My salsa recipe

A couple readers asked me to share my salsa recipe. My recipe is a rather fluid thing, so I hope this is not too terribly vague for you.

I start with a heap of tomatoes, chopped into about 1/2-inch to 3/4-inch pieces. You can skin them if you want, but I don’t. I chop till I have about 12 cups of tomatoes. Then I finely chop about 2 onions and 2 green (sweet) peppers. I run 4 cloves of garlic through the garlic press.

Then I do the hot peppers. This is the really unscientific part, I’m afraid. My husband grows a medley of hot peppers (Anaheims, haberneros, chilis, Jalapenos) –ranging from ‘need-a-drink-soon’ hot to ‘is-the-skin-peeling-off-my-tongue?’ hot. I usually nibble tiny bits of several different varieties of peppers to get an idea of the heat of each. Then I do about half super hot and half of the mellower varieties. We enjoy very spicy food.

To avoid the dreaded hot-pepper fingers I simply core the peppers and puree them in the food processer. (A whiff of the resulting puree will make you cough.) Usually I puree enough hot peppers to make about a cup of puree. I mix all the ingredients together and add 2 cups of lemon juice and some salt and pepper to taste.

Salsa will always be hotter fresh than it will after it goes through the canning process, so keep that in mind when you’re trying to decide if you need more peppers to kick up the heat or more tomatoes to make it more mild.

Once all ingredients are combined, I heat the salsa in a big pot on the stove until it is simmering, and then I pack it into hot, clean pint or half pint jars and do a boiling water bath.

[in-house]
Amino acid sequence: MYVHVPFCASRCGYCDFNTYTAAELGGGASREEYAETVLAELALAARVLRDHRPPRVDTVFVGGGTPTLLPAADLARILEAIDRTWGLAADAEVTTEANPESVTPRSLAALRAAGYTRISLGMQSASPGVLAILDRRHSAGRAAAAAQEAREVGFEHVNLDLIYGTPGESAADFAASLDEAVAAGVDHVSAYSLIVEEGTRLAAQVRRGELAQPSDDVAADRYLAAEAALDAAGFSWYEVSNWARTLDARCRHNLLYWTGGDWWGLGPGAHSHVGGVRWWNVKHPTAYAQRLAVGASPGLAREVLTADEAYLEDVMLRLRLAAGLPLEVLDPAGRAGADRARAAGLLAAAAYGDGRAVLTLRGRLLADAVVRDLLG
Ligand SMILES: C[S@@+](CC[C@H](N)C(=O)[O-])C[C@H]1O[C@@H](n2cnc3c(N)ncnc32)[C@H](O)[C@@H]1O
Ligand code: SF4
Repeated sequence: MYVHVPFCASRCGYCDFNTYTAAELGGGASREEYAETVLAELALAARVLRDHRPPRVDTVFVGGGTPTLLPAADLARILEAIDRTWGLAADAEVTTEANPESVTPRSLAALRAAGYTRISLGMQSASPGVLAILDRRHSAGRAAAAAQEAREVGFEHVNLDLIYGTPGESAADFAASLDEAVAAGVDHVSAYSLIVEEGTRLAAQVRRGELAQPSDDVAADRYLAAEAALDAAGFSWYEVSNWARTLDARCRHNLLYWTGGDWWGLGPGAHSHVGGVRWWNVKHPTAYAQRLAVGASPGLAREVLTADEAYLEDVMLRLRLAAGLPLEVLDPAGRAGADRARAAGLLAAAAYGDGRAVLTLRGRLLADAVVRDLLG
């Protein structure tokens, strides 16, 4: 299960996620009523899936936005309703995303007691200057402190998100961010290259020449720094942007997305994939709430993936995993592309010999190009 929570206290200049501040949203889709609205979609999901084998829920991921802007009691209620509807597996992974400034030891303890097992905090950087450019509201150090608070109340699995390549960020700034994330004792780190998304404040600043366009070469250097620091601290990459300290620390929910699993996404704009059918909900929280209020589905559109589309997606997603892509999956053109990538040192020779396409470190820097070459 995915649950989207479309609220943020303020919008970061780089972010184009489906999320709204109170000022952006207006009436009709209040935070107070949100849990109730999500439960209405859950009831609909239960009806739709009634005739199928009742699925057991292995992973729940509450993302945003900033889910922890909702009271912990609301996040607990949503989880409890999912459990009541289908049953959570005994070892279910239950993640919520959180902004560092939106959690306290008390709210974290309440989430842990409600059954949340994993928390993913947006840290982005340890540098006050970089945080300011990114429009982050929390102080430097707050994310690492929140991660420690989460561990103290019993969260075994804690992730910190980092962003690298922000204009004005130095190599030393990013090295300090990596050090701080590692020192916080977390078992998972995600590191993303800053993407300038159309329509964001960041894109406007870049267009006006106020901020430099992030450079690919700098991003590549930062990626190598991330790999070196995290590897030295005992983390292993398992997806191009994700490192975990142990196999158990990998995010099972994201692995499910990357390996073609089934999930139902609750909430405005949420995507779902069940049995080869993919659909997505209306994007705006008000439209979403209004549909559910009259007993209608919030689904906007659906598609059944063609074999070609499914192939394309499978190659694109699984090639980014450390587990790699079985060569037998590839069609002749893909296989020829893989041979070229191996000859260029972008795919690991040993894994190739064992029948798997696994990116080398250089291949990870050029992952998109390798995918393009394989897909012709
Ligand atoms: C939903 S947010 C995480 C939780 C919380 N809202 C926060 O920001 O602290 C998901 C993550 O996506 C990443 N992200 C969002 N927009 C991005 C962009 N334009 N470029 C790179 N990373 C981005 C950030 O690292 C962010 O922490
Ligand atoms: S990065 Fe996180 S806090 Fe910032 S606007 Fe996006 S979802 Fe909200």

Because of the peppers and onions, salsa is lower-acid than other tomato-based things, which means it needs a longer processing time than just tomatoes canned alone. I process pint jars in vigorously boiling water for 45 minutes. This may be massive over-kill, but I prefer to be on the safe side. You can also pressure-can salsa if you prefer. Read the instructions from your pressure-canner to figure times. If you’d rather totally avoid canning, you could freeze it at this point instead of canning it. You’ll probably want to use small plastic containers instead of glass jars, however.

If you have never canned food and would like more detailed information about safely canning tomatos, check out this UC Davis website. It even includes another salsa recipe you can try. Canning is not hard, but you should read about it so you can do it safely.

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  1. Mary,

    Thanks for sharing! We love salsa at our house. Also I know you have posted recipes from Ethiopia but I couldn’t find them are they here or at your Ethiopian blog? Wanted to try a few out.

    thanks!

  2. Thanks! Also – not like you’re busy or anything – would LOVE to see pictures of the garden when you get around to it!

  3. I can’t tell you how excited I am that you posted this recipe. I just found your blog yesterday or the day before and I am in love! I am currently taking on an extreme garden and my only prayer is that I can make enough salsa to feed our family for a year and to have enough to give away as Christmas gifts. I have not yet jumped into the world of canning so this was a great kick in the pants to not be so scared.

  4. Mary,
    Thanks so much for posting this recipe. So far we are keeping up with our tomatoes and peppers with various recipes, but I can see that in the near future, I am going to have to start some serious canning. I’ll definitely be giving your salsa recipe a try.

  5. This sounds delicious. Thanks for sharing. I LOVE salsa but my family is less than enthralled with spicy foods (can you say ‘bland city’). 🙂 I’ll have to try your recipe. If you were going to the store, what kind of peppers would you buy. Help us Mexican food novices!

  6. I just came across your salsa Recipe! I would Like to know what (sweet )green peppers are?.